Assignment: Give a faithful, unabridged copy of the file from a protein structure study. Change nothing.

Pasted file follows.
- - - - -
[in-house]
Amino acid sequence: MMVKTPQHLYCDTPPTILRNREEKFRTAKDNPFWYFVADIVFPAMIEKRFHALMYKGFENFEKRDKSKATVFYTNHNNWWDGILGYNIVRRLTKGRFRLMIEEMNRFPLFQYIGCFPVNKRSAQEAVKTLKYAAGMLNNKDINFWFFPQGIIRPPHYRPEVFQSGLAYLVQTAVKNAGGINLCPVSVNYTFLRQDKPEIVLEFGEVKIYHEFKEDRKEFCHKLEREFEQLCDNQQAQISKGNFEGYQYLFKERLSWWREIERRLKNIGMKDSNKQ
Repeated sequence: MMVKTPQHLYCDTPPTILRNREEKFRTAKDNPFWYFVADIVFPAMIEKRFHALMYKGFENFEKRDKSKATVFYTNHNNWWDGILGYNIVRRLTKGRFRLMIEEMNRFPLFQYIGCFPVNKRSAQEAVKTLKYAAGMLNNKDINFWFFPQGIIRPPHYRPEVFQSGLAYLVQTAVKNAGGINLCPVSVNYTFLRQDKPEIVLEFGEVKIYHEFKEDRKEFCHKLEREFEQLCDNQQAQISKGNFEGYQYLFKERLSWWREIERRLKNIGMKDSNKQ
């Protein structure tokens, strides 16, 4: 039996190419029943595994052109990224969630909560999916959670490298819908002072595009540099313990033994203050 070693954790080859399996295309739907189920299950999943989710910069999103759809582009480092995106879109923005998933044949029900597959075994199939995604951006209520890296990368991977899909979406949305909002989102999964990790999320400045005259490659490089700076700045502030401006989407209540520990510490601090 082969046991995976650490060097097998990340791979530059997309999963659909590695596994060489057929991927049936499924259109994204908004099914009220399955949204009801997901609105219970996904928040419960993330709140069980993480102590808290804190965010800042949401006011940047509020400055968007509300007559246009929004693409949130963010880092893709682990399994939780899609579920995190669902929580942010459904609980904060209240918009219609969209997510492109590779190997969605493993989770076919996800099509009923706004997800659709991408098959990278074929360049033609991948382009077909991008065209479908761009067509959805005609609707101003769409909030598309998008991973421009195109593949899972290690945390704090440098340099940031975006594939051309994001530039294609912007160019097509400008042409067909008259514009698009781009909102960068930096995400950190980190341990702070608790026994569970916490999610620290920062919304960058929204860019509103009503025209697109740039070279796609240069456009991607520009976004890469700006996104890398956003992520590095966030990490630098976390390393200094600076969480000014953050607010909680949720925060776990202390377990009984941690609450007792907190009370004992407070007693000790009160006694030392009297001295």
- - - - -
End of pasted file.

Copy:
[in-house]
Amino acid sequence: MMVKTPQHLYCDTPPTILRNREEKFRTAKDNPFWYFVADIVFPAMIEKRFHALMYKGFENFEKRDKSKATVFYTNHNNWWDGILGYNIVRRLTKGRFRLMIEEMNRFPLFQYIGCFPVNKRSAQEAVKTLKYAAGMLNNKDINFWFFPQGIIRPPHYRPEVFQSGLAYLVQTAVKNAGGINLCPVSVNYTFLRQDKPEIVLEFGEVKIYHEFKEDRKEFCHKLEREFEQLCDNQQAQISKGNFEGYQYLFKERLSWWREIERRLKNIGMKDSNKQ
Repeated sequence: MMVKTPQHLYCDTPPTILRNREEKFRTAKDNPFWYFVADIVFPAMIEKRFHALMYKGFENFEKRDKSKATVFYTNHNNWWDGILGYNIVRRLTKGRFRLMIEEMNRFPLFQYIGCFPVNKRSAQEAVKTLKYAAGMLNNKDINFWFFPQGIIRPPHYRPEVFQSGLAYLVQTAVKNAGGINLCPVSVNYTFLRQDKPEIVLEFGEVKIYHEFKEDRKEFCHKLEREFEQLCDNQQAQISKGNFEGYQYLFKERLSWWREIERRLKNIGMKDSNKQ
């Protein structure tokens, strides 16, 4: 039996190419029943595994052109990224969630909560999916959670490298819908002072595009540099313990033994203050 070693954790080859399996295309739907189920299950999943989710910069999103759809582009480092995106879109923005998933044949029900597959075994199939995604951006209520890296990368991977899909979406949305909002989102999964990790999320400045005259490659490089700076700045502030401006989407209540520990510490601090 082969046991995976650490060097097998990340791979530059997309999963659909590695596994060489057929991927049936499924259109994204908004099914009220399955949204009801997901609105219970996904928040419960993330709140069980993480102590808290804190965010800042949401006011940047509020400055968007509300007559246009929004693409949130963010880092893709682990399994939780899609579920995190669902929580942010459904609980904060209240918009219609969209997510492109590779190997969605493993989770076919996800099509009923706004997800659709991408098959990278074929360049033609991948382009077909991008065209479908761009067509959805005609609707101003769409909030598309998008991973421009195109593949899972290690945390704090440098340099940031975006594939051309994001530039294609912007160019097509400008042409067909008259514009698009781009909102960068930096995400950190980190341990702070608790026994569970916490999610620290920062919304960058929204860019509103009503025209697109740039070279796609240069456009991607520009976004890469700006996104890398956003992520590095966030990490630098976390390393200094600076969480000014953050607010909680949720925060776990202390377990009984941690609450007792907190009370004992407070007693000790009160006694030392009297001295």